8. ^ White, P; Lewith G; Prescott P; Conway J (December 2004). "Acupuncture versus placebo for the treatment of chronic mechanical neck pain: a randomized, controlled trial". Annals of Internal Medicine. 141 (12): 911–9. doi:10.7326/0003-4819-141-12-200412210-00007. PMID 15611488.
  9. ^ Walach, H; Bosch, H; Lewith G; et al. (2008). "Effectiveness of distant healing for patients with chronic fatigue syndrome: a randomised controlled partially blinded trial (EUHEALS)" (PDF). Psychotherapy and Psychosomatics. 77 (3): 158–66. doi:10.1159/000116609. PMID 18277062.
  10. ^ a b Brien, SB; Lachance, L; Prescott, P; et al. (June 2011). "Homeopathy has clinical benefits in rheumatoid arthritis patients which are attributable to the consultation process not the homeopathic remedy. A randomised controlled clinical trial". Rheumatology. 50 (6): 1070–82. doi:10.1093/rheumatology/keq234. PMC 3093927. PMID 21076131.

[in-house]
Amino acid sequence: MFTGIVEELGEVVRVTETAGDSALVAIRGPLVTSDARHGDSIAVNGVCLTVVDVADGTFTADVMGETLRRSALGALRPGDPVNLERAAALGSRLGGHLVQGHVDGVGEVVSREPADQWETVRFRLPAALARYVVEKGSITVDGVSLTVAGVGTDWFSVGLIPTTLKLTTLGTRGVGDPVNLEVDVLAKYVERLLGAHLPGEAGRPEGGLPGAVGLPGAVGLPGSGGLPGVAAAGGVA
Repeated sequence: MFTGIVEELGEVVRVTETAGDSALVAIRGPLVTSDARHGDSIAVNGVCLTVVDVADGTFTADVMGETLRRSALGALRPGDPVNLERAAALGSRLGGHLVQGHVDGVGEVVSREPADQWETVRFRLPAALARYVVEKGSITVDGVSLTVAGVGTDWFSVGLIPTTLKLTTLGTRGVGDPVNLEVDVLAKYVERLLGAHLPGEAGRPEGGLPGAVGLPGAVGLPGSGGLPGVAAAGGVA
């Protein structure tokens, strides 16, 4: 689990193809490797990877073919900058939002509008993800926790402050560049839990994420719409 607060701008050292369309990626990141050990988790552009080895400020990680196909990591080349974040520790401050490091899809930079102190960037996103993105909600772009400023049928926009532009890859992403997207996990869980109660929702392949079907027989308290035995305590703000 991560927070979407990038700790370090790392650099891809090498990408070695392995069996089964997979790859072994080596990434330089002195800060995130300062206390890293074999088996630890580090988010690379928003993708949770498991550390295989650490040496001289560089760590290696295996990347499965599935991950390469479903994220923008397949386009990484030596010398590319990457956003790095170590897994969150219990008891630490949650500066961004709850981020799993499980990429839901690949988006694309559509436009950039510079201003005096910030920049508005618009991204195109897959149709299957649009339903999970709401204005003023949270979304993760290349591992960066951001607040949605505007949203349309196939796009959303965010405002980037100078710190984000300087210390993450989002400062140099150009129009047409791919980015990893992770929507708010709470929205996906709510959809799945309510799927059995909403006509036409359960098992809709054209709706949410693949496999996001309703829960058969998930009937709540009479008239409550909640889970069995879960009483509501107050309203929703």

11. ^ Chen, S; Flower A; Ritchie A; et al. (May 2010). "Oral Chinese herbal medicine (CHM) as an adjuvant treatment during chemotherapy for non-small cell lung cancer: A systematic review". Lung Cancer. 68 (2): 137–45. doi:10.1016/j.lungcan.2009.11.008. PMID 20015572.
  12. ^ Little, P; Lewith G; Webley F; et al. (August 2008). "Randomised controlled trial of Alexander technique lessons, exercise, and massage (ATEAM) for chronic and recurrent back pain". BMJ. 337: a884. doi:10.1136/bmj.a884. PMC 3272681. PMID 18713809.